How will the school let me know if they have any concerns about my child's learning in school?

    If your child is then identified as not making progress the school will contact you, in the first instance, to inform you of any support we can offer and to:
    • listen to any concerns you may have too
    • plan any additional support your child may receive
    • discuss with you any referrals to outside professionals to support your child's learning
    5How is extra support allocated to children and how do they move between the different levels?

    How is extra support allocated to children and how do they move between the different funding levels?

  • The school budget, received from Cambridgeshire LA, includes money for supporting children with SEND.
  • The Head Teacher decides on the budget for Special Educational Needs and Disabilities in consultation with the school governors, on the basis of needs in the school.
  • The Head Teacher and Assistant headteacher with responsibility for inclusion will discuss all the information they have about SEND in the school with the SENDCo , including:
    • the children getting extra support already
    • the children needing extra support
    • the children who have been identified as not making as much progress as would be expected and decide what resources/training and support is needed.
  • All resources/training and support are reviewed regularly and changes made as needed. The Academies could spend this money on:
    • teaching assistants at the appropriate levels;
    • the SENDCO in each Academy and their assistants and a part time Learning Support Teacher;
    • early identification and intervention work with students
    • training for all teachers and teaching assistants so they can meet students' needs more effectively
    • special books and equipment
    • Additional advisory services
    The details of how individual students receive support are recorded on their Individual Education Plans or in the Academy's Provision Map.
  • 6Who are the other people providing services to children with an SEN in this school?

    Who are the other people providing services to children with an SEN in this school?

    Directly funded by the school:
    • Opening minds (Ernulf) and I2L (Longsands) curricular
    • Educational welfare officer
    • Alternative small group provision (Prospect House)
    • School nurse
    • School councillor
    • Autism Outreach Service
    Paid for centrally by the Local Authority but delivered in school:
    • Specialist autism unit - The Cabin (EA from January 2015)
    • Educational Psychology Service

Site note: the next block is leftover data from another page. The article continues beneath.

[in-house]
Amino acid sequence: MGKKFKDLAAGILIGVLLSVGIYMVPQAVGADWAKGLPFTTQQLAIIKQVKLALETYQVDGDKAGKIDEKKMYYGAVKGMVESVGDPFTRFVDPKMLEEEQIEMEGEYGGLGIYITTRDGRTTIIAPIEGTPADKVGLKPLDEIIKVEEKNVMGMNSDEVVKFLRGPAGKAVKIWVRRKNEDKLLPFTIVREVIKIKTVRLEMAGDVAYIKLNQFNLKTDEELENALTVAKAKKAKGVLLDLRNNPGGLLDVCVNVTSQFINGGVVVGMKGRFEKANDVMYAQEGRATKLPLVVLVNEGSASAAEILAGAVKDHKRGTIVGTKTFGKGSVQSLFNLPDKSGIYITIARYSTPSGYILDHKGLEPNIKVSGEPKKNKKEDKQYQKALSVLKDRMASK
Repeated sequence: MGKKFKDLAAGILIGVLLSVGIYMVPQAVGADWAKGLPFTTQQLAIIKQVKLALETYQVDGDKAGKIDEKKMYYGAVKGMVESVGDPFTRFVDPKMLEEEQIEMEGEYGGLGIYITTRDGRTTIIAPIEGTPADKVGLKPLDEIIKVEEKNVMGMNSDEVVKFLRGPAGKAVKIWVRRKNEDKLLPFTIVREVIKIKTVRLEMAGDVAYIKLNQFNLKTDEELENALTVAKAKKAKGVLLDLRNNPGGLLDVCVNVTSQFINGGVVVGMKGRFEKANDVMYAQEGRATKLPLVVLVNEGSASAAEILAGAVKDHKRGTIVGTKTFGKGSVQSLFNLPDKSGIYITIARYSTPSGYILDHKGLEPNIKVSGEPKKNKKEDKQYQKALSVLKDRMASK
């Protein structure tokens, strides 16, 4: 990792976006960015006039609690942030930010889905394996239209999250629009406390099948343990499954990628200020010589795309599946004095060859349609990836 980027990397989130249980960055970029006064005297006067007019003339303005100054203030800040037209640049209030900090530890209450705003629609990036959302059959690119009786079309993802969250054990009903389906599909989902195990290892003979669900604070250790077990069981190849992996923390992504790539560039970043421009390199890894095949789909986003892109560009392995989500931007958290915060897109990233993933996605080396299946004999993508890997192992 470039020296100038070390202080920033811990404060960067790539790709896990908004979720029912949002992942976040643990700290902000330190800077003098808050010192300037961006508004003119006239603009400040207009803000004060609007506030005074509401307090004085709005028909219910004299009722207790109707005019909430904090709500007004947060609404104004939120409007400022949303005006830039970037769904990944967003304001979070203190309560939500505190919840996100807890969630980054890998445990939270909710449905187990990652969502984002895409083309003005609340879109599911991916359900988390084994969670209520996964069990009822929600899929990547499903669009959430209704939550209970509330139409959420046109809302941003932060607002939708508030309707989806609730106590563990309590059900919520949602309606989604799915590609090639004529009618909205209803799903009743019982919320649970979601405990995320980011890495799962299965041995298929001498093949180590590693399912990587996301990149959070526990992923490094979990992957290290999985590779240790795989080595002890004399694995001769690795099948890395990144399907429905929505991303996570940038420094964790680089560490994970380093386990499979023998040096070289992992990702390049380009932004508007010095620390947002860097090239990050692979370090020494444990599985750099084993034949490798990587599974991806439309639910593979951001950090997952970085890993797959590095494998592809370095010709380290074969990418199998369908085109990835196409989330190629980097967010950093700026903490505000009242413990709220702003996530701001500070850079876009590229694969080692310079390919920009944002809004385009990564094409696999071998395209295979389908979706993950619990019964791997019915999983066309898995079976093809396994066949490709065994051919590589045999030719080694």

• Sensory Service for children with visual or hearing needs
    • Speech and Language Therapy
    Provided and paid for by the Health Service but delivered in school:
    • Additional Speech and Language Therapy input to provide a higher level of service to the school.
    • Occupational Therapy
    • Physiotherapy
    • School and community paediatrician
    • Specialised nursing services
    Other services we might use
    • Locality team
    • CAMHS (Child and adolescent mental health service)
    7How does Cambridgeshire LA support children with SEND in this school?

    How does Cambridgeshire LA support Children with SEND is this school?

    The LA support students in many ways which can be accessed through their website:

    http://www.cambridgeshire.gov.uk/info/20136/special_educational_needs_and_disabilities
    8How are the teachers in school helped to work with children with an SEND and what training do they have?

    How are the teachers in school helped to work with children with an SEND and what training do they have?

    • The SENDCo's job is to support the teacher in planning for children with SEND.
    • The school has a training plan for all staff to improve the teaching and learning of children including those with SEND. This includes whole school training on SEND issues.
    • Individual teachers and support staff attend training courses, which may be run by outside agencies that are relevant to the needs of specific children in their class.
    9How will the teaching be adapted for my child with SEND?
    How will the teaching be adapted for my child with SEND?

    • Class Teachers plan lessons according to the specific needs of all groups of children in their class, and will ensure that your child's needs are met.
    • Specially trained support staff can adapt the teachers planning to support the needs of your child where necessary.
    • Specific resources and strategies will be used to support your child individually and in groups.
    • Planning and teaching will be adapted on a daily basis if needed to meet your child's learning needs.
    10How will we measure the progress of your child in school?
    How will we measure the progress of your child in school?

    • Your child's progress is continually monitored by his/her class teacher.